The Public Faces of Mental Health Professionals
Fractured Public Images
In general, the public often does not have a clear understanding of the mental health profession. The image of the mental health profession, at times, is distorted by movies, television, and other media. Furthermore, there are many fringe therapists, such as natural healers, shamans, tarot card reader, etc., that create further confuse the public about just what mental health professionals do. In addition, the public usually does not understand the differences between legitimate mental health professions, such as social work, counseling, psychology, and psychiatry. In addition, there exists some generic titles, such as “psychotherapists” (which any mental health professional may use), of which the general public lacks insight.
News programs tend to invite mental health professionals to speak on topics that may be the latest craze, fashion, or some “news-worthy” topic, such as the capture of serial killer. When a truly qualified mental health professional chooses to speak on such topics, it can serve the general public. All too often, however, the public has no idea if the individual is truly qualified to speak on the topic. Although the public may benefit from hearing a qualified professional speak on a certain topic, Koocher advises mental health professionals to be weary before agreeing to speak to media. A professional runs the risk of having his or her words twisted to fit the news program’s agenda.
Media Portrayals of Helping Professionals, Educators, and Researchers
The media may not always have as its first interest the dissemination of accurate information. When the media reports on stories or issues it usually must consider other factors, such as entertainment value, time constraints (topics must fit into neat sound bites that preclude in-depth answers to certain queries). Furthermore, there may be some mental health professionals who quite willingly go along with a news program’s certain agenda and knowingly distort the truth. Although the APA no longer explicitly prohibits psychologists from engaging in sensationalism, it does state that psychologists should not give false or deceptive statements in public venues. In addition, the APA states that members should base their work on “established scientific and professional knowledge.”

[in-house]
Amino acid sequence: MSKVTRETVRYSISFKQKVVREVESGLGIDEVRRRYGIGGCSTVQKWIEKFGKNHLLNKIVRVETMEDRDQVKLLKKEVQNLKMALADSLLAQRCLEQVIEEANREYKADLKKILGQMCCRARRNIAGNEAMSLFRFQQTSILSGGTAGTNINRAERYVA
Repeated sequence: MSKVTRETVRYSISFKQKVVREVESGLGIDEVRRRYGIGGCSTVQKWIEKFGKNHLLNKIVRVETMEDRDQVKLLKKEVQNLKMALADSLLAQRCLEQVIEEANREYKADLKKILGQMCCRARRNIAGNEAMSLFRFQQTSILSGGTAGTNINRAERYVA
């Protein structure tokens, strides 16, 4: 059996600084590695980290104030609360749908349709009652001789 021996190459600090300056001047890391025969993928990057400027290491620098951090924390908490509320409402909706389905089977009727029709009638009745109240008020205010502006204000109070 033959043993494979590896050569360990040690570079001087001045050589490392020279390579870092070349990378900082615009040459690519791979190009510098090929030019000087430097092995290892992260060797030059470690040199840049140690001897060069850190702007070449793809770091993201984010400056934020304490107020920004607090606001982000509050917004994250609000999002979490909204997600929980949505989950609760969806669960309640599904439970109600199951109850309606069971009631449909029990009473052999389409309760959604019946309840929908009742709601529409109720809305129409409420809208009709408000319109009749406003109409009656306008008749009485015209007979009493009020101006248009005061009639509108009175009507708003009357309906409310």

Distortions of Psychotherapeutic, Diagnostic, and Research Concepts
Television shows and movies are a major contributor to the public’s confusion about mental health disorders and their treatment. One study found that people with mental disorders portrayed in movies and television shows were 10 times more likely to be depicted as violent. In addition, they are often depicted as failures, unemployed, and victimized. If not viewed as evil or as degenerates, they may be derided for comic relief.
The treatment process of therapy tends to be overly simplified in the movies, as well. This further distorts the reality of mental health treatment. For example, when actual clients don’t experience therapy as it was depicted in the movies, they may become dissatisfied that their therapist was able to cure them in dramatic fashion. Mental health professionals are likely not to be depicted accurately, as well. One study found that 35% of the time in movies they are depicted as crazier than their clients, 22% as highly skilled who almost magically cure their clients, and 22% of the time as almost evil-like characters.
Additionally, in a survey 45 films, more than 50% of mental health professionals in the films engaged in some sort of unethical behavior, while 25% killed another person. The most common ethical violations involved boundary violations. In these films, mental health professionals tended to become highly involved in client’s personal lives.
Various forms of media may often distort research findings. Sound research can become sensationalized or taken out of context by popular culture in order to push a certain agenda or entertain the masses. Psychologist may have little control over how their research findings are later used.
Lastly, all too often, when the media does report on mental health professionals it is when they have committed a crime or very unethical act. This included murder-for-hire plots hatched by mental health professionals, sex with clients, abuse of minors, etc. Needless to say, such reports damage the image of the mental health profession.